Self-reliance and sustainability in the 21st century.
As high summer helps to reduce us to a languishing, fractious heap, our vegetable gardens are (hopefully) thriving. One of the many joys for the organic vegetable gardener, particularly at this time of year, is watching the enthralling microbiological-world proliferate and metamorphose, right before our eyes.
True, there is absolutely nothing on the television to watch at the moment, but who needs a TV drama, when, out the back door, we have our own alfresco drama, complete with territory battles, births, deaths, alien invasions, mystery, beauty and fornication, unfolding daily before our very eyes if we care to look.
Earlier in the growing season, I had noticed that some aphids were destroying my tomato plants at a great rate of knots. I had also noticed that the ladybug numbers were well down from the previous year (in fact, fire flies, dragonflies and praying mantis, too) . To spice up the ‘micro-drama’ somewhat, I decided to introduce some protagonists into the mix….I ordered a cavalry shiny little red ladybugs on line from Home Depot (of all places). www.ladiesinred.com or www.homedepot.com/buy/outdoors/garden-center/ladies-in-red/1-2-pint-of-live-ladybugs
We were all awaiting the arrival of this cute cargo of coleopteran angels as one awaits the arrival of a new baby. When they finally arrived via the UPS man, we could barely contain ourselves. The children ripped open the box, and found a seething mass of ladybugs, in a fine, mesh bag. The bugs had so occupied the bag, that every square millimetre of space was covered. Cutting the bag in order to release the poor creatures proved to be rather difficult. My daughters would scream every time I went to make an incision, as they didn’t want even one bug to lose a life. When a tiny hole was created, the ‘ladies,' surged out.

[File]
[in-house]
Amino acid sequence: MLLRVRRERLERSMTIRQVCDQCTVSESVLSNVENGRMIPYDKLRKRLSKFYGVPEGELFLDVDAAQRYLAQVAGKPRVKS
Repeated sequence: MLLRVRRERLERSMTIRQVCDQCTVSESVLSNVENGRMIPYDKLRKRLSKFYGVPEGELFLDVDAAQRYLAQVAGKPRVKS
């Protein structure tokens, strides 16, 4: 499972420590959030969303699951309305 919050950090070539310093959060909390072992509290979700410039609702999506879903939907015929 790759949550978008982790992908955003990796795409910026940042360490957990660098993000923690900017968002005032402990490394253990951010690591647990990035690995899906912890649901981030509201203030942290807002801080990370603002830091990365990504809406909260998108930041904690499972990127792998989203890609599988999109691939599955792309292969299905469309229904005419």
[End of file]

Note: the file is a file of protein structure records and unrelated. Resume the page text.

Our hands and arms were quickly encrusted in ladybugs. The aphid infested tomatoes were soon covered too .We tipped some onto the wildflowers, some on the veggies, and some just into the air, but still there were more bugs in the bag (perhaps I had inadvertently bought a ‘farm pack’ rather than a ‘backyard pack’). We started tossing ladybugs out in the street like confetti at a wedding, hoping that they would survive despite the chemicals used on most gardens around here. A fellow organic gardening neighbor was also the beneficiary of a platoon of carnivores.
Now, a few weeks later, there is good and bad news about the ladybugs. The good news is that we no longer have any aphids in the garden. The bad news is that we also have no ladybugs, nor, as was promised in the ‘bug advertising,' do we have any ladybug larvae, who could have continued to fight the good fight!
So the drama in our back yard continues … with an infestation of squash bugs on our zucchini plants! This time, I sent the chickens in as the protagonists, but alas, they were not interested in gobbling up the wretched bugs.
I guess, as ‘director’ of this whole drama, I will have to squash the little blighters out of existence myself … never a dull moment on this backyard microscopic stage!!